Creating Capacity
“The problem is a lot of the West’s manufacturing capacity is gone now, often because of the federal government’s empty promises. More public pressure is needed to get programs going and HFI offers some new hope. But if we don’t find ways to commercialize forest restoration, healthy forests will remain a distant dream. So long as we only have pilot programs, whether they’re funded either publicly or privately, we’re nowhere. We need a bigger scale to address the magnitude of the problem, and we need a viable free market and a solid infrastructure. Without those, even all the gold in Fort Knox can’t solve things for us.” Echoing conference co-chair Duane Vaagen, a Washington state sawmill owner, Petersen knows the technology to deal with small-diameter wood has been around a while. He also sees potential in biomass and in solid or fiberized wood, and figures the markets are ready for such products. Popular opinion, too, is developing. One big question mark, however, is the attitude of the government, which has often been manipulated toward doing nothing. “The government needs to get serious. We need a stable adequate supply of fiber. We might have to start over now and find the new markets and new people in the industry, because we have a loss of some of the old players who say they’ll never do business with the government again.”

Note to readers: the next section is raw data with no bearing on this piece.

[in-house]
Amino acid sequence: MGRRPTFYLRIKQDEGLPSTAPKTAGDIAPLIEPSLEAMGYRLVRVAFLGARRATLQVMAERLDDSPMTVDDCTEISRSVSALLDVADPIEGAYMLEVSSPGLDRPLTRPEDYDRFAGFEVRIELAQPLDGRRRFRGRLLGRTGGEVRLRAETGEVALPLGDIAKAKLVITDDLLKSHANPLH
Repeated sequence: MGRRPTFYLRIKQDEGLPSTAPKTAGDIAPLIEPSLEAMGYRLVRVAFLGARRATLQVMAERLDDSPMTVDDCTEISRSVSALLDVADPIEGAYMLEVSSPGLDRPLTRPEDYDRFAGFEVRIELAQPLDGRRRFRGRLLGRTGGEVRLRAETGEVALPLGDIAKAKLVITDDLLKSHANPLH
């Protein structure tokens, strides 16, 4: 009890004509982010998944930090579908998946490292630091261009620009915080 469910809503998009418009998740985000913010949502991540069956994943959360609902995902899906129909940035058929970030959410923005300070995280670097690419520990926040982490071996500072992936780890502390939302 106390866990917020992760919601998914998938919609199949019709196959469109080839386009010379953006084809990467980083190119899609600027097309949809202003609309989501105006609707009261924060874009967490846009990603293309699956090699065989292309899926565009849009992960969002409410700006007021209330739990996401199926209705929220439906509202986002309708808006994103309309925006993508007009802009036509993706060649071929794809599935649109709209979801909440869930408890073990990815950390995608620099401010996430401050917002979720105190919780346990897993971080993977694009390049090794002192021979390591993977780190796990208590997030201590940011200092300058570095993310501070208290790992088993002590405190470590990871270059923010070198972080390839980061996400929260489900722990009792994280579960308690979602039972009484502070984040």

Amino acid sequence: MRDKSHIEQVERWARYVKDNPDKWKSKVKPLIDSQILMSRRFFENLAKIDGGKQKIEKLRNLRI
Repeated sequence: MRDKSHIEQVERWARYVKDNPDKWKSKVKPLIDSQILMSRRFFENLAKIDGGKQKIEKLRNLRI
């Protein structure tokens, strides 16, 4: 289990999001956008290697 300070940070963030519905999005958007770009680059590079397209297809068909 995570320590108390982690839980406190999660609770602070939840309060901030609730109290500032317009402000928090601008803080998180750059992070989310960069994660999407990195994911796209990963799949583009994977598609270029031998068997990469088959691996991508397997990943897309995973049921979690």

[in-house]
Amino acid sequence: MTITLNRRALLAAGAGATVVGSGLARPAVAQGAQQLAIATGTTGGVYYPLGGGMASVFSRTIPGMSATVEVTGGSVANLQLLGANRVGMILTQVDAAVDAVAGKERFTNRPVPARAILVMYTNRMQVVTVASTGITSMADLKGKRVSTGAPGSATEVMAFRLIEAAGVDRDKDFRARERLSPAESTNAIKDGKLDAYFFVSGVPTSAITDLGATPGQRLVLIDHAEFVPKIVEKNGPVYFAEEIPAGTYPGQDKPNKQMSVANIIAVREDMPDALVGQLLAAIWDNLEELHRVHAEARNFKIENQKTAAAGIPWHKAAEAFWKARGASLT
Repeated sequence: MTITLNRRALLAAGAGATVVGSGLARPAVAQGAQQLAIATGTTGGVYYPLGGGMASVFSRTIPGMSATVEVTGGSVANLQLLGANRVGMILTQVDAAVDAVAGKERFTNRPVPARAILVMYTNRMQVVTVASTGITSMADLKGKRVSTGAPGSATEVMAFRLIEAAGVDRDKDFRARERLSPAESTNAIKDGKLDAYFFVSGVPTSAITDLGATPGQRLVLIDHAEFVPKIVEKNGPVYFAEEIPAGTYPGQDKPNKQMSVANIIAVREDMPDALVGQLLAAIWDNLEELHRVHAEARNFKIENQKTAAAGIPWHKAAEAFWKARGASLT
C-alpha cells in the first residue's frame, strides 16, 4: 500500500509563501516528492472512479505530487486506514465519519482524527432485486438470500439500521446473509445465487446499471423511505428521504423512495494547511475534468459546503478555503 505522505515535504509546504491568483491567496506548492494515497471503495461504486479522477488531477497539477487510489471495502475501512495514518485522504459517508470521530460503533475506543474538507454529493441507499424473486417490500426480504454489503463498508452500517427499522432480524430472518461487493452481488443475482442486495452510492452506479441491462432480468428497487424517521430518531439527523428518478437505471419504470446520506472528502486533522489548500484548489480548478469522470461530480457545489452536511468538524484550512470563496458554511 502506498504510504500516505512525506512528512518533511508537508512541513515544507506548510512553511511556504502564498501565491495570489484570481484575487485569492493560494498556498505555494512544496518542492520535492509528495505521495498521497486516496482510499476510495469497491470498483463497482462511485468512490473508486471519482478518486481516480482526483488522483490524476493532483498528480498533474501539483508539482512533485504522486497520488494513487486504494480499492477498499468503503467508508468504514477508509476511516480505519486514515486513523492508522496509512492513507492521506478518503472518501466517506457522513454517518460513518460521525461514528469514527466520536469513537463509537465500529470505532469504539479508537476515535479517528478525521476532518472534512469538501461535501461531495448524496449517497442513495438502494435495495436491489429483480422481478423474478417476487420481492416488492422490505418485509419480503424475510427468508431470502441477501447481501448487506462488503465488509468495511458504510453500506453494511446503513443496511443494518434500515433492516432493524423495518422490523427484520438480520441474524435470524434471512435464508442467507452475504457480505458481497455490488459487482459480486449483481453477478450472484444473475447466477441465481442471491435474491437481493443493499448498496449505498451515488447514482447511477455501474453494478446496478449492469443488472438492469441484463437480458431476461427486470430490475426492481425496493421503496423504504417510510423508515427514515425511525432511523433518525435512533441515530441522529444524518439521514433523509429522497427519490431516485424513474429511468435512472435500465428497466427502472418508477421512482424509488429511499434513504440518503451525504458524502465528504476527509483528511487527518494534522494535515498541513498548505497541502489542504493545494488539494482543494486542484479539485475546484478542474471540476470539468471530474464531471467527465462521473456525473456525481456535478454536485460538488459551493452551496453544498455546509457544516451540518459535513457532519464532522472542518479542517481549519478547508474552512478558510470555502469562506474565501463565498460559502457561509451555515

Moving Forward
With more average citizens fluent in the lingo of forest health and wildfire danger, Petersen and other conference organizers plan to capitalize on the favorable climate and put things in context. Yes, the public wants and deserves clean air, clean water, wildlife habitat and recreation from its forests. Yet, as Petersen explains, “If we do the work necessary, that the public wants, wood becomes a byproduct of that quest.” No doubt conference backers expect Petersen to do what he does best: collect and present the facts, then motivate his listeners to decide for themselves. Beyond that, the connect-the-dots conference will offer a variety of experts and leaders in small-diameter log utilization, with each throwing out creative and well-researched angles on “doing something” with the abundance of small wood. Conference coordinator Jan Raulin says the stage is set for both organized discussions and casual and productive “down time,” maximizing opportunities for networking and problem solving. She says she’d also like to see politicians and rural developers jump into the mix because public policy continues to dictate much of forest management. Those wanting to register for the conference, participate in the Suppliers Showcase or get further information can contact Raulin at tenaj@telus.net , or by calling 1-866-221-1017 or (425) 778-3388 or by faxing (425) 771-3623. You can also log onto www.forestnet.com/slc